A news service for the people of Michigan from the Mackinac Center for Public Policy

In hindsight, it's hard to argue that the public had no right to know the name and salary of Christine Beatty, the former chief of staff to (and eventual co-defendant with) former Detroit Mayor Kwame Kilpatrick. And when the Detroit Free Press filed a Freedom of Information Act request for this information, the city was compelled by that state law to provide it. But as reported by Michigan Capitol Confidential last week, this requirement does not apply to the state Legislature, governor's office and lieutenant governor. If Beatty were being paid her $142,813 taxpayer-funded salary while working as the chief of staff to a hypothetical Gov. Kwame Kilpatrick, then Kilpatrick wouldn't have been required to disclose Beatty's salary information to the people paying the bills.

And this is no idle hypothetical: as noted last week, the current governor refuses to provide this very information when asked to do so.

Federal law requires the Congress and President to make staff names and salaries available to the public, and there is at least one website - www.Legistorm.com - where taxpayers can check out the information themselves whenever they wish to. The Michigan Legislature, like the governor, is legally entitled to conceal this information from public disclosure, but has not done so for many years.

In late June, Michigan Capitol Confidential requested this information from the Michigan House, Senate and Office of the Governor. The House and Senate voluntarily and promptly provided the information during the first week of July.

In the article last week, five of the seven candidates for governor - each of the Republicans - said that they would support changing the FOIA to read that state politicians would be required to turn over this information.  Additionally, each of the five pledged to support a requirement that this information be put on a state website where the public could view it at any hour of any day.

Michigan Capitol Confidential has now placed the recently acquired list of Legislative staff names and employees on its website. 

The Michigan House staff names and salaries are here.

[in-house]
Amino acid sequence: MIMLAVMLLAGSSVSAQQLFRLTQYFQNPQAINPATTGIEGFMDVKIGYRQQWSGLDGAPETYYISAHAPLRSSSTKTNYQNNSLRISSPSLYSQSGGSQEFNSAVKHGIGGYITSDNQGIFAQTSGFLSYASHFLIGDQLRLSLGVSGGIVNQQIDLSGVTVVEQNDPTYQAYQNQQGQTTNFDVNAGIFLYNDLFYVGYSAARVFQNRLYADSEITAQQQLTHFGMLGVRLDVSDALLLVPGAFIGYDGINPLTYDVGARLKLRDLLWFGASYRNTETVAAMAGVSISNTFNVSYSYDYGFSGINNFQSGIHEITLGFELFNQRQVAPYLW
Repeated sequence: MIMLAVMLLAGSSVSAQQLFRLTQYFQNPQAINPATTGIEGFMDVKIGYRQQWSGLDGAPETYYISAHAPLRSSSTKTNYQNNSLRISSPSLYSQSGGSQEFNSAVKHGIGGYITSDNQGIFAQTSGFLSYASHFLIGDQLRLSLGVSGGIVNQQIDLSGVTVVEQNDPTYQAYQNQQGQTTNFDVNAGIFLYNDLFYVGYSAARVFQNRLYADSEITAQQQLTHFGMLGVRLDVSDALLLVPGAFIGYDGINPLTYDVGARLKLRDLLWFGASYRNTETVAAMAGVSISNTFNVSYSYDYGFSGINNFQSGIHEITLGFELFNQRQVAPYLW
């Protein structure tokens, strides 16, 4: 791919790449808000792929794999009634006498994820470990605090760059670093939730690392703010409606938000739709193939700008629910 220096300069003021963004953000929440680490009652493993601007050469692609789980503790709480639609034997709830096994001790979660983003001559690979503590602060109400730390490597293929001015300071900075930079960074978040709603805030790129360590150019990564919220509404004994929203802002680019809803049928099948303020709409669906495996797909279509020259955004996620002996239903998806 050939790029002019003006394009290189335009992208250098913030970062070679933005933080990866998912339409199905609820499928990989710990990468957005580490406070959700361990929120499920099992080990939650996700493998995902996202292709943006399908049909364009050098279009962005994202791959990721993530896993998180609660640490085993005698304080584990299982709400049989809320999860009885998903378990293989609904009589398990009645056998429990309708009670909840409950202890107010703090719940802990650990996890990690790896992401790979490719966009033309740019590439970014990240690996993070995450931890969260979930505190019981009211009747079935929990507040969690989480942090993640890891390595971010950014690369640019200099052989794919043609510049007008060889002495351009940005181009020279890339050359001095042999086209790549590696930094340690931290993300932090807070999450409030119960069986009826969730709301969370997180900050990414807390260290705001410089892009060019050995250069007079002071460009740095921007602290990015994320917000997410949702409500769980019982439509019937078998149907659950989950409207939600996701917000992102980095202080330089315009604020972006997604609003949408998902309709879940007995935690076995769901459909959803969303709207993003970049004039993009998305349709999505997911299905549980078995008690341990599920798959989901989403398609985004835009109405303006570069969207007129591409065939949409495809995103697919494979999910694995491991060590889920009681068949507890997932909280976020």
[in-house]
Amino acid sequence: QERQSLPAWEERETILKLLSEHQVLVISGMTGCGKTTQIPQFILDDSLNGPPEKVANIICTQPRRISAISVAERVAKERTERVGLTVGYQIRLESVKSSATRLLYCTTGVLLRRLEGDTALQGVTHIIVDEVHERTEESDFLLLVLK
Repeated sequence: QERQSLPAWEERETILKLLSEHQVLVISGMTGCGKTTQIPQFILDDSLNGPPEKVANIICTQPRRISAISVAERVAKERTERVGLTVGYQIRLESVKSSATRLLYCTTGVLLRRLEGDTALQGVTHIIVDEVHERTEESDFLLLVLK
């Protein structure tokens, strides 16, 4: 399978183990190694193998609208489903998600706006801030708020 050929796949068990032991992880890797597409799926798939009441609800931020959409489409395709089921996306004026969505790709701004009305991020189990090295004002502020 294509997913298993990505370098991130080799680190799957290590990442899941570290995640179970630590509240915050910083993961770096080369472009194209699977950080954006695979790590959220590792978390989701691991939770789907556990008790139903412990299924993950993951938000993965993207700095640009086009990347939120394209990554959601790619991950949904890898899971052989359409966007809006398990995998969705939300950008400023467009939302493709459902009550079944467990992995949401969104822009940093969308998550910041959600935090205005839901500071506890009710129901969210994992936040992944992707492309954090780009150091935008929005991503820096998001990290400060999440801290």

The Michigan Senate staff names and salaries are here.

The refusal by the Office of the Governor to release the names and salaries of publicly-funded political appointees is here.

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P.S. Astute readers of the Michigan House staff names and salaries list noted above will note that the final name on the list is Chetly Zarko. This article was written several days ago and planned for release today - long before news of Chet's very untimely death stunned us all yesterday afternoon. 

That this is published today is both ironic and appropriate. Chet was a champion and defender of Michigan's FOIA law and the free exchange of public information by a free people. He would have been pleased to see these lists released. Indeed, after a pair of new lawmakers set a standard of releasing this information to the public nearly two years ago, Chet called me up and said he was pushing to get others on board. He succeeded in doing so, and as a result his own taxpayer-paid salary has been public knowledge for some time now. 

Making this sort of open government a rule, rather than an exception, will be much harder because we don't have Chet in our corner anymore.

-Ken Braun

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See also:

Cronyism easier to conceal in state capital than in Washington or Detroit

Sun May Finally Shine on State Pols' Staff Salary Secrets

Rookie politicians reveal names, salaries of staff

 

 

Meet James Hohman, Assistant Director of Fiscal Policy at the Mackinac Center. James discusses his latest project, an analysis of Proposal 1, the proposal on personal property tax reform that will appear on the August 5th ballot. Read more about Proposal 1 here: http://www.mackinac.org/20246


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